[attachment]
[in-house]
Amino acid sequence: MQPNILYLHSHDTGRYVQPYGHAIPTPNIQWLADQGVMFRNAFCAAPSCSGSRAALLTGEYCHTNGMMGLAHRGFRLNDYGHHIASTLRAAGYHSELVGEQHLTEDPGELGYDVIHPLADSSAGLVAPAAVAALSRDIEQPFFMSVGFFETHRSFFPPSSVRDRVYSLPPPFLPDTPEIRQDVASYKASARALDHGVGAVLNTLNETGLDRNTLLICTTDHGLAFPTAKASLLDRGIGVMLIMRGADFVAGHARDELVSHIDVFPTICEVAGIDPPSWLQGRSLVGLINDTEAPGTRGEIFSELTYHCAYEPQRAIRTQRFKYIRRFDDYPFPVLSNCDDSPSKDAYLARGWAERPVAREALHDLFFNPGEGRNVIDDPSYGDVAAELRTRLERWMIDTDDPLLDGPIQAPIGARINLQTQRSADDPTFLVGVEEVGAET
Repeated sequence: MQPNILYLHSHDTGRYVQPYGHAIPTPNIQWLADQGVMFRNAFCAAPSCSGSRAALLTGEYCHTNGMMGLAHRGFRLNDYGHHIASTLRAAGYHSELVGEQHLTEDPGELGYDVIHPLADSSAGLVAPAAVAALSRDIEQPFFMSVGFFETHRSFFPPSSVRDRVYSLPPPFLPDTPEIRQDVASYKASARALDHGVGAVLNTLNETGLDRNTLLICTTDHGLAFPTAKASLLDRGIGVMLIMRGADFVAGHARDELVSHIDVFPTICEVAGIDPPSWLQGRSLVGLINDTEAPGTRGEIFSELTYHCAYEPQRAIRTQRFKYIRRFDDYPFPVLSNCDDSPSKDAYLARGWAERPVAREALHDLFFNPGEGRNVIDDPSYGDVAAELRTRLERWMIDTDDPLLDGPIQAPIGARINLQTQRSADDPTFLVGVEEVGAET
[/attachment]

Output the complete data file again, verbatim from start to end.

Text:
[in-house]
Amino acid sequence: MQPNILYLHSHDTGRYVQPYGHAIPTPNIQWLADQGVMFRNAFCAAPSCSGSRAALLTGEYCHTNGMMGLAHRGFRLNDYGHHIASTLRAAGYHSELVGEQHLTEDPGELGYDVIHPLADSSAGLVAPAAVAALSRDIEQPFFMSVGFFETHRSFFPPSSVRDRVYSLPPPFLPDTPEIRQDVASYKASARALDHGVGAVLNTLNETGLDRNTLLICTTDHGLAFPTAKASLLDRGIGVMLIMRGADFVAGHARDELVSHIDVFPTICEVAGIDPPSWLQGRSLVGLINDTEAPGTRGEIFSELTYHCAYEPQRAIRTQRFKYIRRFDDYPFPVLSNCDDSPSKDAYLARGWAERPVAREALHDLFFNPGEGRNVIDDPSYGDVAAELRTRLERWMIDTDDPLLDGPIQAPIGARINLQTQRSADDPTFLVGVEEVGAET
Repeated sequence: MQPNILYLHSHDTGRYVQPYGHAIPTPNIQWLADQGVMFRNAFCAAPSCSGSRAALLTGEYCHTNGMMGLAHRGFRLNDYGHHIASTLRAAGYHSELVGEQHLTEDPGELGYDVIHPLADSSAGLVAPAAVAALSRDIEQPFFMSVGFFETHRSFFPPSSVRDRVYSLPPPFLPDTPEIRQDVASYKASARALDHGVGAVLNTLNETGLDRNTLLICTTDHGLAFPTAKASLLDRGIGVMLIMRGADFVAGHARDELVSHIDVFPTICEVAGIDPPSWLQGRSLVGLINDTEAPGTRGEIFSELTYHCAYEPQRAIRTQRFKYIRRFDDYPFPVLSNCDDSPSKDAYLARGWAERPVAREALHDLFFNPGEGRNVIDDPSYGDVAAELRTRLERWMIDTDDPLLDGPIQAPIGARINLQTQRSADDPTFLVGVEEVGAET